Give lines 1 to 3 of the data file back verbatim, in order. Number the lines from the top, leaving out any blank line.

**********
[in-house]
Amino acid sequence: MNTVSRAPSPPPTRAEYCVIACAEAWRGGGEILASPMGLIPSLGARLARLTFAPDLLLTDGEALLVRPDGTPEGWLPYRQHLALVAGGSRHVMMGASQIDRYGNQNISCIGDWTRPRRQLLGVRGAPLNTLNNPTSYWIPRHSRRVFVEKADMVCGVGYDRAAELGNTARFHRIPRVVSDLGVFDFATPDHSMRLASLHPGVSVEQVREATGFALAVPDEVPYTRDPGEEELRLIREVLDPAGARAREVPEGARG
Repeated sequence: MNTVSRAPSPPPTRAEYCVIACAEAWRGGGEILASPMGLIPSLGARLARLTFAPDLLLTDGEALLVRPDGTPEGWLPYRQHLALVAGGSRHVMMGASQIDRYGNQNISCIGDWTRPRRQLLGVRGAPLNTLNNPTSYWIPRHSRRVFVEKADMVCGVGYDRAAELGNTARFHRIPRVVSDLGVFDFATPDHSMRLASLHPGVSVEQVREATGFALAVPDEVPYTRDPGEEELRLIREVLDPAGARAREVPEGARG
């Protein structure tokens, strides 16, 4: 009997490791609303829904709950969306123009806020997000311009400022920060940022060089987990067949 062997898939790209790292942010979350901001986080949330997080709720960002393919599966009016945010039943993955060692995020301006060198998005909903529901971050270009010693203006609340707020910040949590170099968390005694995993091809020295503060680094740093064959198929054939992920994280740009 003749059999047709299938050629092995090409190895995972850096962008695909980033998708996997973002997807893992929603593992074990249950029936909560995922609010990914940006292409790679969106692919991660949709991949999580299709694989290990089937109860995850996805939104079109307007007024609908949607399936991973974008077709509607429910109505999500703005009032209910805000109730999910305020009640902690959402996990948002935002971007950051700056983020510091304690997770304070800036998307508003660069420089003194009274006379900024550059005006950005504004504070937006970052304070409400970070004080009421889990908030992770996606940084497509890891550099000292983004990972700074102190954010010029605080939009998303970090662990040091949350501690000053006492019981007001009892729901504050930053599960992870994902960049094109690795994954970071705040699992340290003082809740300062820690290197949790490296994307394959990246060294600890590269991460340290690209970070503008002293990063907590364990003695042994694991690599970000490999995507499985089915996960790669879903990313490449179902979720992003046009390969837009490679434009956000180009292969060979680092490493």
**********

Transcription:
[in-house]
Amino acid sequence: MNTVSRAPSPPPTRAEYCVIACAEAWRGGGEILASPMGLIPSLGARLARLTFAPDLLLTDGEALLVRPDGTPEGWLPYRQHLALVAGGSRHVMMGASQIDRYGNQNISCIGDWTRPRRQLLGVRGAPLNTLNNPTSYWIPRHSRRVFVEKADMVCGVGYDRAAELGNTARFHRIPRVVSDLGVFDFATPDHSMRLASLHPGVSVEQVREATGFALAVPDEVPYTRDPGEEELRLIREVLDPAGARAREVPEGARG
Repeated sequence: MNTVSRAPSPPPTRAEYCVIACAEAWRGGGEILASPMGLIPSLGARLARLTFAPDLLLTDGEALLVRPDGTPEGWLPYRQHLALVAGGSRHVMMGASQIDRYGNQNISCIGDWTRPRRQLLGVRGAPLNTLNNPTSYWIPRHSRRVFVEKADMVCGVGYDRAAELGNTARFHRIPRVVSDLGVFDFATPDHSMRLASLHPGVSVEQVREATGFALAVPDEVPYTRDPGEEELRLIREVLDPAGARAREVPEGARG